C. We are making an effort to understand the development of ethics over the course of World History. Using examples from three different cultures, identify and explain major advances in the understanding of ethical responsibilities and obligations that we have so far studied. Do you think we live in a more or less ethical age than the time periods we have so far studied. Why?

D. The rise and fall of empires will be a theme we return to again and again in World History. Using examples from the "First Age of Empires," identify and explain three factors that you believe are common in the rise and/or fall of empires. Do you believe the United States is beginning a period of decline? Why or why not?


The First Age of Empires - Matrix: We'll check this as your homework for today. In addition, we'll go over the material you found to help complete this chart. Before we get there, I'd like to take you back "a long time ago in a galaxy far, far away..." The Star Wars: Databank has this brief description of "The Empire." Let's see what we can learn about the concept from this. (I won't normally recommend it for "academic" work, but here's a related link from Wikipedia.)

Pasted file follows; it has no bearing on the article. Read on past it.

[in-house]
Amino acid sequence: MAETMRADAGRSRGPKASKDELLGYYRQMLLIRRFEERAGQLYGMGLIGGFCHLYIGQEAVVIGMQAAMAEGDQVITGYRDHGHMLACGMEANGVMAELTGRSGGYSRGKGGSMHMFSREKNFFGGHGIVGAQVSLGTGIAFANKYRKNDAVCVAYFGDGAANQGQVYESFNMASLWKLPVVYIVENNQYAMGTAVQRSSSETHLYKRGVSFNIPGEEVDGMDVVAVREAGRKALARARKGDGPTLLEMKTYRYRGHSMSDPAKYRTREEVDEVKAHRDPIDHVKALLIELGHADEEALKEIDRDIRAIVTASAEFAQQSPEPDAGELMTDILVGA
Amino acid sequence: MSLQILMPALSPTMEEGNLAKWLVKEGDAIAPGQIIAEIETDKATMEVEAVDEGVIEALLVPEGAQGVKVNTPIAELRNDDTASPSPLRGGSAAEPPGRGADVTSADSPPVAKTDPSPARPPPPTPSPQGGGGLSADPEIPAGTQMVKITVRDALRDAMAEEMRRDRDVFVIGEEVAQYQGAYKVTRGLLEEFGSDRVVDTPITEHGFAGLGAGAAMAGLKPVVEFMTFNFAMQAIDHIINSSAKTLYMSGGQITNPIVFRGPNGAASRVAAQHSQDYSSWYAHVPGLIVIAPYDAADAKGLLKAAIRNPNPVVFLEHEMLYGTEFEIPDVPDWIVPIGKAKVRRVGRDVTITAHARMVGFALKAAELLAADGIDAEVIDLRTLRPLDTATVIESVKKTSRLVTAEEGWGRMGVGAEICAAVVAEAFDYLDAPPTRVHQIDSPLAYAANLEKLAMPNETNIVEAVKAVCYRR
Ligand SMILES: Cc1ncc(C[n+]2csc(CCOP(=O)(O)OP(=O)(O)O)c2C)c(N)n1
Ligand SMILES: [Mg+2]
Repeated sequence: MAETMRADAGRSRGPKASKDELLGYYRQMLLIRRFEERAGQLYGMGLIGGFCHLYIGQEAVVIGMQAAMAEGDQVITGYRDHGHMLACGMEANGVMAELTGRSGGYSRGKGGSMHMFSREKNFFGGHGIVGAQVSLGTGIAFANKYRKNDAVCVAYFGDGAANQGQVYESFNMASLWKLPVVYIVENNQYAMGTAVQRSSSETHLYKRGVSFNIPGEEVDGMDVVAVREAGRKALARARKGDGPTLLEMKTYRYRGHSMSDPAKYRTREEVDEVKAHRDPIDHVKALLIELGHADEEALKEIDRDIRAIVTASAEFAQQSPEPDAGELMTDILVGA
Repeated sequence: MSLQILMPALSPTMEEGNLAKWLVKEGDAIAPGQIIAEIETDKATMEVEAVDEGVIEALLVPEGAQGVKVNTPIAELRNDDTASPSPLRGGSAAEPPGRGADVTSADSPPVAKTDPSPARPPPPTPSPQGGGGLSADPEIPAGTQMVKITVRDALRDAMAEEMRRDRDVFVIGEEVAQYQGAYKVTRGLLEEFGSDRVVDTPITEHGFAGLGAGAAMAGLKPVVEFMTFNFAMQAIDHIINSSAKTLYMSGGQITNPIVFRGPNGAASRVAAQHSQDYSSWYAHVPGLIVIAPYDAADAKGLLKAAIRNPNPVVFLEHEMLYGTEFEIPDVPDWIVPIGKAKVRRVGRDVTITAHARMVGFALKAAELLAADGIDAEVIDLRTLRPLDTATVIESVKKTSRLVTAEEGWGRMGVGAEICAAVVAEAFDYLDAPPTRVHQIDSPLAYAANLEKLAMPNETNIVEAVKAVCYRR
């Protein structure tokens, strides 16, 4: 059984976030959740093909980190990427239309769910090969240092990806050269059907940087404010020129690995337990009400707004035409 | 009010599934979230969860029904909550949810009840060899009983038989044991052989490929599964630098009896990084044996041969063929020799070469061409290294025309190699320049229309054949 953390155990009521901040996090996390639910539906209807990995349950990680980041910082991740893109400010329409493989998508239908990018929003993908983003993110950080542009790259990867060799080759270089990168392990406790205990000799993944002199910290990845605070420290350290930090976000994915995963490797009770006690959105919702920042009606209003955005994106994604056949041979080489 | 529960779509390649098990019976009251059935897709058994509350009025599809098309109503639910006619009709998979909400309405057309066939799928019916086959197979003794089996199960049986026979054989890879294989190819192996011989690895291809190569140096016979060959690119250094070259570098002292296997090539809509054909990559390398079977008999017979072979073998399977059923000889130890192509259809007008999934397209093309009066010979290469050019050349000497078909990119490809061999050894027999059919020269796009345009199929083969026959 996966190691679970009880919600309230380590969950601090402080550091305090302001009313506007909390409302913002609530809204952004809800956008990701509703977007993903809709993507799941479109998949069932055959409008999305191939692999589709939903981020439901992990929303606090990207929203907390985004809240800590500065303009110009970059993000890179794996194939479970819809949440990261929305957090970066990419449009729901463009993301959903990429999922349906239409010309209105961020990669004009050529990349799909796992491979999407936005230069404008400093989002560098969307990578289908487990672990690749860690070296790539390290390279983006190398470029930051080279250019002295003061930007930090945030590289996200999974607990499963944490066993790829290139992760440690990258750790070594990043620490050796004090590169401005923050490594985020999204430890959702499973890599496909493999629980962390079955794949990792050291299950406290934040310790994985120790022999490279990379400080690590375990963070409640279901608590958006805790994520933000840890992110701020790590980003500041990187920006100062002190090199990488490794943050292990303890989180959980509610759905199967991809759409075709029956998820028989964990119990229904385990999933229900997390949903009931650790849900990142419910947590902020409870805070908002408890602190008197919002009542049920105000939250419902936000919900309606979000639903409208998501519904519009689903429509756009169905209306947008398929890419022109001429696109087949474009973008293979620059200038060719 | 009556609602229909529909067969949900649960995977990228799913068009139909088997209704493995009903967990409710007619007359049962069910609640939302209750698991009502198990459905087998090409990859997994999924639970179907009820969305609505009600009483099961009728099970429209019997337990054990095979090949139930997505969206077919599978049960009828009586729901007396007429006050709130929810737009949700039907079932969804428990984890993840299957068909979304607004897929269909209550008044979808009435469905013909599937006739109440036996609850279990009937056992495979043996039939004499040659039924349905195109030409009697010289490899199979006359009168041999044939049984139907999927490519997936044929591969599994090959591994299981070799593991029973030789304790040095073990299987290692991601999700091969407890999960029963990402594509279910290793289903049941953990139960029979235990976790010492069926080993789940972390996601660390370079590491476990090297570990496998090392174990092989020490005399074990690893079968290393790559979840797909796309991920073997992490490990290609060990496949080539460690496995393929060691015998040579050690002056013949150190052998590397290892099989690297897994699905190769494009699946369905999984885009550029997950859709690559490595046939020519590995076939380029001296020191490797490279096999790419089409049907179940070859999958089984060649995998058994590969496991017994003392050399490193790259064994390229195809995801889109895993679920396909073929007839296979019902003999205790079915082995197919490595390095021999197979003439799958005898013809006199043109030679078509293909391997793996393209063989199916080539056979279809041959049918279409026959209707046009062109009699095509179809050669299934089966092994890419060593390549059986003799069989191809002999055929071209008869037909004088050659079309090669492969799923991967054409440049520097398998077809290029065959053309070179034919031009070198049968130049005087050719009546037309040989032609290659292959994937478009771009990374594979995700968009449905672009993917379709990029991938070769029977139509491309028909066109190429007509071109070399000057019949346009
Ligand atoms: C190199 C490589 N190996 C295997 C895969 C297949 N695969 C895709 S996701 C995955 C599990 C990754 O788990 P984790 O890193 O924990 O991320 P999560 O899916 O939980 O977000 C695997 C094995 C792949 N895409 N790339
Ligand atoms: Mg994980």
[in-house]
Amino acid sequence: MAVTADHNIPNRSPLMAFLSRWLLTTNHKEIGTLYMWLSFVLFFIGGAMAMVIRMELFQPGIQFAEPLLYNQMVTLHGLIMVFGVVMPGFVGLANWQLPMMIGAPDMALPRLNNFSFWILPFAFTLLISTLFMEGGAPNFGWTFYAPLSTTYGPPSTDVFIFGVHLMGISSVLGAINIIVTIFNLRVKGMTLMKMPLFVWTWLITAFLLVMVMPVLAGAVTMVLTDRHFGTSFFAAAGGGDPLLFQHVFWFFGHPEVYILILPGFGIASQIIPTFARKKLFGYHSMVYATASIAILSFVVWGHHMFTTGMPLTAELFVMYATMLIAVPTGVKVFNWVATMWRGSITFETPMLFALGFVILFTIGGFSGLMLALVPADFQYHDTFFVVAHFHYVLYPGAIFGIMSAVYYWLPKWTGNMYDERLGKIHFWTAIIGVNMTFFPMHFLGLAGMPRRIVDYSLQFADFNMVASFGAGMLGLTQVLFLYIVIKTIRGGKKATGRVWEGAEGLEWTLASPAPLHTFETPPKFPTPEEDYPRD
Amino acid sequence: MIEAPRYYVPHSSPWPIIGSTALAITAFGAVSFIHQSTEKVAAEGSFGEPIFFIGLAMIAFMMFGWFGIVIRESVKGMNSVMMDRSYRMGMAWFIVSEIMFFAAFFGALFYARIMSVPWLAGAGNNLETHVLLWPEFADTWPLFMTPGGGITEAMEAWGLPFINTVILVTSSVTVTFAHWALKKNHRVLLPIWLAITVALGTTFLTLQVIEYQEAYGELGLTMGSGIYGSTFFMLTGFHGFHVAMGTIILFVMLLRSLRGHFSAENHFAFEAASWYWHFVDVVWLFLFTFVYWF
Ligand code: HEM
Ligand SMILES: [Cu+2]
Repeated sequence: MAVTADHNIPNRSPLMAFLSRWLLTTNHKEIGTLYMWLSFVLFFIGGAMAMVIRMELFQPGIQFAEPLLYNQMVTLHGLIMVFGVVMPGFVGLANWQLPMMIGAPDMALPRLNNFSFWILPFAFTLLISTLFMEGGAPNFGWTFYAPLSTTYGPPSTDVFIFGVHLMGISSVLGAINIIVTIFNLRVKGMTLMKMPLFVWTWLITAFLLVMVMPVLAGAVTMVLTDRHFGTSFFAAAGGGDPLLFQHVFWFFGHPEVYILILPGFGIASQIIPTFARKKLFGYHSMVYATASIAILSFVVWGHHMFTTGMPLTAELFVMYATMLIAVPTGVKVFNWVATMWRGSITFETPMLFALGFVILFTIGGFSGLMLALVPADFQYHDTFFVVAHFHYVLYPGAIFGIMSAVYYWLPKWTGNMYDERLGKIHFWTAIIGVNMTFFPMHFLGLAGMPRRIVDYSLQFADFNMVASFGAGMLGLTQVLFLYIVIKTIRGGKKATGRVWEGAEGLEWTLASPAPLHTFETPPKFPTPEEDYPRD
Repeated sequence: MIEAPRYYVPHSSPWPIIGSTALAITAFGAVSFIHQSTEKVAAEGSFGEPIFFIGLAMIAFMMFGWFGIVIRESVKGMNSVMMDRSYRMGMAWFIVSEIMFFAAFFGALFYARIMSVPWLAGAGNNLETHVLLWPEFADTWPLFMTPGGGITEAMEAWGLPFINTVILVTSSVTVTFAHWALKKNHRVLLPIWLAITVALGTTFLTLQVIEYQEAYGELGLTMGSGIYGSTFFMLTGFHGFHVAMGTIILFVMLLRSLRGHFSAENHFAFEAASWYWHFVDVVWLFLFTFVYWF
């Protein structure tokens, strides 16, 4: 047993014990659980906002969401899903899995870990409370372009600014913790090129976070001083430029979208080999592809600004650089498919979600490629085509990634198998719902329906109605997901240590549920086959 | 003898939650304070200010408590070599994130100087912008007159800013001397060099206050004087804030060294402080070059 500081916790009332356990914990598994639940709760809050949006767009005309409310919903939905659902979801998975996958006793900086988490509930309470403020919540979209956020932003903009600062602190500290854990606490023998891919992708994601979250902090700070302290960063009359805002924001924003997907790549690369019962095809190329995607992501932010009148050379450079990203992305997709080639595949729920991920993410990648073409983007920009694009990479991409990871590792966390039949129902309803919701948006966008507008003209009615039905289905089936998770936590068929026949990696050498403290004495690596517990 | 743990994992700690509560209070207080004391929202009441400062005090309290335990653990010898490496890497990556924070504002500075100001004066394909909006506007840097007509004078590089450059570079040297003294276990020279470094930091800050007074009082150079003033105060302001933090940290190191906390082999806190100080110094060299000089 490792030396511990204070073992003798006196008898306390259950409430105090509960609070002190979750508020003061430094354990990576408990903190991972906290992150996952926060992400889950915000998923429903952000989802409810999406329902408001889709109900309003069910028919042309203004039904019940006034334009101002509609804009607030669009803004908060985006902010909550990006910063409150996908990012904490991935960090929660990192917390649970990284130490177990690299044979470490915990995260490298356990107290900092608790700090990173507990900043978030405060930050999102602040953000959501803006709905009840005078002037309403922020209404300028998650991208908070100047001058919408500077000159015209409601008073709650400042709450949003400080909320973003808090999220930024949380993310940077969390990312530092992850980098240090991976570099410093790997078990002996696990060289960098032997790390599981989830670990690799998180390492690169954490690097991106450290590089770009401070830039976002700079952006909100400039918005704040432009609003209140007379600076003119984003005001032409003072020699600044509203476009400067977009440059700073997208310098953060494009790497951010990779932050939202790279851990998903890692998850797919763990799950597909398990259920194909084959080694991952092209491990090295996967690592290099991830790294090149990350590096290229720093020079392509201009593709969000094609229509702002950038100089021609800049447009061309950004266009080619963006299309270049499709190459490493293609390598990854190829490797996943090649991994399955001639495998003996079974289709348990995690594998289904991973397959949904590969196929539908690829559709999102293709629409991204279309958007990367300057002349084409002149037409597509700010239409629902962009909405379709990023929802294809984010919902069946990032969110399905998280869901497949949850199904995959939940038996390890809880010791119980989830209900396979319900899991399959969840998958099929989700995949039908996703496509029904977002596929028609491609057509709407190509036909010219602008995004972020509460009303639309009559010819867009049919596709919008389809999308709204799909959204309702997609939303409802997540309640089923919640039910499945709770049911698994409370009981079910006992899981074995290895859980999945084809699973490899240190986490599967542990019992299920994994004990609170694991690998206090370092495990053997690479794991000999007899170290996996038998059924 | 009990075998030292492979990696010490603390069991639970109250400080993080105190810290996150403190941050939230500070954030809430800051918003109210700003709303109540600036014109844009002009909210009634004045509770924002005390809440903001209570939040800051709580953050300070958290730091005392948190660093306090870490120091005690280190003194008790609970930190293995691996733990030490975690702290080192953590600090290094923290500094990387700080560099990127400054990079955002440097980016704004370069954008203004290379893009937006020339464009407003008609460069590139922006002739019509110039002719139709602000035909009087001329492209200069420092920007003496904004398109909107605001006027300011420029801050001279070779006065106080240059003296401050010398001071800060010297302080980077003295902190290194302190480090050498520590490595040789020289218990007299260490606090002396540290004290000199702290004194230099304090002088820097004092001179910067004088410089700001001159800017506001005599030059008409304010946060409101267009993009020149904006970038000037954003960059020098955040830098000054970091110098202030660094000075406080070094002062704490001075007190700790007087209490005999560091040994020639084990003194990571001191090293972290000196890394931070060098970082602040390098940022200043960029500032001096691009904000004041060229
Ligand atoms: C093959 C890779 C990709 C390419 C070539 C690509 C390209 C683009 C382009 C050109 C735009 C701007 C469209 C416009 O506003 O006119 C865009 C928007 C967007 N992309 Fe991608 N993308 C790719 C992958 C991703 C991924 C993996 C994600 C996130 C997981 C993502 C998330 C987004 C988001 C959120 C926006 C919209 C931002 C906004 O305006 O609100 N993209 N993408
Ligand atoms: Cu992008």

Two-Minute Reviews - We will spend some time on Tuesday reviewing for the multiple choice portion of the Unit #1 Objective Exam. Here's what I thought we'd do. I have a list of all the sections we've read, plus some other key topics we covered. You'll be asked to sign up for exactly one or two of those items. On Tuesday, we'll spend a MAXIMUM of two minutes on each of these. You'll get up to five points for your "review" of that section or topic. You decide what to do. You might say, "Here are the top five things..." You might ask the group questions, etc. You can be creative, but be sure that you are being helpful... We'll sign up before you leave today.

We'll spend the last fifteen minutes of class both organizing the review sessions and talking about essay writing with anyone who'd like an additional refresher...


HOMEWORK for next class - Monday, November 19

* Please have the textbook's Chapter 4, Section 4 (China) read for Monday.